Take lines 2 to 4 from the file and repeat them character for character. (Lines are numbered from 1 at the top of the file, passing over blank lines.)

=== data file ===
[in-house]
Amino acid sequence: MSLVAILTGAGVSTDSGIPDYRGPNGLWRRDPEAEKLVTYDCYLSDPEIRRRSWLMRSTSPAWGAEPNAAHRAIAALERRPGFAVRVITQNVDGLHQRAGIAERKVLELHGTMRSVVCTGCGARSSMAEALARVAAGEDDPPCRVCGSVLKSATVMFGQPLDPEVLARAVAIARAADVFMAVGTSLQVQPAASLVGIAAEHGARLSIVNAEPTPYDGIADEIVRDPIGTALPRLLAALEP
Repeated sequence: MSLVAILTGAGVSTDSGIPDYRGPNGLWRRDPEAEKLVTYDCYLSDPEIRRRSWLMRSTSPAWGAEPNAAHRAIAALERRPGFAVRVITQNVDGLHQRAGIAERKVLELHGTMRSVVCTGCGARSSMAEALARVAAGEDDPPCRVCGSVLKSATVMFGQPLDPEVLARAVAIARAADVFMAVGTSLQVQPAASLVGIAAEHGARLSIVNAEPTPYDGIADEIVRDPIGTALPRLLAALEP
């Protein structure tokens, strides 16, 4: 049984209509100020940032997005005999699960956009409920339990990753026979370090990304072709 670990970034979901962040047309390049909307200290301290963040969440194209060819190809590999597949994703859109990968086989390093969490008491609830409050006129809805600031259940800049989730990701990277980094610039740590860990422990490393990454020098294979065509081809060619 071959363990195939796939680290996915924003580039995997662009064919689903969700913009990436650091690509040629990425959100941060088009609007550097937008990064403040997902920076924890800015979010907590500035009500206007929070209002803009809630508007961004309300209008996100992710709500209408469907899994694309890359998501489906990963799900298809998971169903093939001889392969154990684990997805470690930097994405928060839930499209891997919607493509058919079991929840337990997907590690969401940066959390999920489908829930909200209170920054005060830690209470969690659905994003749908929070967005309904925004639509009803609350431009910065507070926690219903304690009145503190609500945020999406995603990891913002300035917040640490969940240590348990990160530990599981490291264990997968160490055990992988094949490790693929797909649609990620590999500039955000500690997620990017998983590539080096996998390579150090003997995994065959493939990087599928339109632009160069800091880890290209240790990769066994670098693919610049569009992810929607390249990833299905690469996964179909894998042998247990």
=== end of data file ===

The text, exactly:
Amino acid sequence: MSLVAILTGAGVSTDSGIPDYRGPNGLWRRDPEAEKLVTYDCYLSDPEIRRRSWLMRSTSPAWGAEPNAAHRAIAALERRPGFAVRVITQNVDGLHQRAGIAERKVLELHGTMRSVVCTGCGARSSMAEALARVAAGEDDPPCRVCGSVLKSATVMFGQPLDPEVLARAVAIARAADVFMAVGTSLQVQPAASLVGIAAEHGARLSIVNAEPTPYDGIADEIVRDPIGTALPRLLAALEP
Repeated sequence: MSLVAILTGAGVSTDSGIPDYRGPNGLWRRDPEAEKLVTYDCYLSDPEIRRRSWLMRSTSPAWGAEPNAAHRAIAALERRPGFAVRVITQNVDGLHQRAGIAERKVLELHGTMRSVVCTGCGARSSMAEALARVAAGEDDPPCRVCGSVLKSATVMFGQPLDPEVLARAVAIARAADVFMAVGTSLQVQPAASLVGIAAEHGARLSIVNAEPTPYDGIADEIVRDPIGTALPRLLAALEP
């Protein structure tokens, strides 16, 4: 049984209509100020940032997005005999699960956009409920339990990753026979370090990304072709 670990970034979901962040047309390049909307200290301290963040969440194209060819190809590999597949994703859109990968086989390093969490008491609830409050006129809805600031259940800049989730990701990277980094610039740590860990422990490393990454020098294979065509081809060619 071959363990195939796939680290996915924003580039995997662009064919689903969700913009990436650091690509040629990425959100941060088009609007550097937008990064403040997902920076924890800015979010907590500035009500206007929070209002803009809630508007961004309300209008996100992710709500209408469907899994694309890359998501489906990963799900298809998971169903093939001889392969154990684990997805470690930097994405928060839930499209891997919607493509058919079991929840337990997907590690969401940066959390999920489908829930909200209170920054005060830690209470969690659905994003749908929070967005309904925004639509009803609350431009910065507070926690219903304690009145503190609500945020999406995603990891913002300035917040640490969940240590348990990160530990599981490291264990997968160490055990992988094949490790693929797909649609990620590999500039955000500690997620990017998983590539080096996998390579150090003997995994065959493939990087599928339109632009160069800091880890290209240790990769066994670098693919610049569009992810929607390249990833299905690469996964179909894998042998247990």